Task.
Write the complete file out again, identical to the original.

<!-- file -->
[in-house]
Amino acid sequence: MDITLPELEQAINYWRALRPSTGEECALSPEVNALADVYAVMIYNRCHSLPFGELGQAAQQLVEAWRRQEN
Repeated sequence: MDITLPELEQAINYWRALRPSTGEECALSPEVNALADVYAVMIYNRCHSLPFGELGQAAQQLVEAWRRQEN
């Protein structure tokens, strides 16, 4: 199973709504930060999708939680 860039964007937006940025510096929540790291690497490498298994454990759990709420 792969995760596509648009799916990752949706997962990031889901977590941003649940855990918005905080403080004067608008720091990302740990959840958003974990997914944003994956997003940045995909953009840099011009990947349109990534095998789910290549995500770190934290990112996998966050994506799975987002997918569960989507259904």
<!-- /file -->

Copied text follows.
[in-house]
Amino acid sequence: MDITLPELEQAINYWRALRPSTGEECALSPEVNALADVYAVMIYNRCHSLPFGELGQAAQQLVEAWRRQEN
Repeated sequence: MDITLPELEQAINYWRALRPSTGEECALSPEVNALADVYAVMIYNRCHSLPFGELGQAAQQLVEAWRRQEN
């Protein structure tokens, strides 16, 4: 199973709504930060999708939680 860039964007937006940025510096929540790291690497490498298994454990759990709420 792969995760596509648009799916990752949706997962990031889901977590941003649940855990918005905080403080004067608008720091990302740990959840958003974990997914944003994956997003940045995909953009840099011009990947349109990534095998789910290549995500770190934290990112996998966050994506799975987002997918569960989507259904």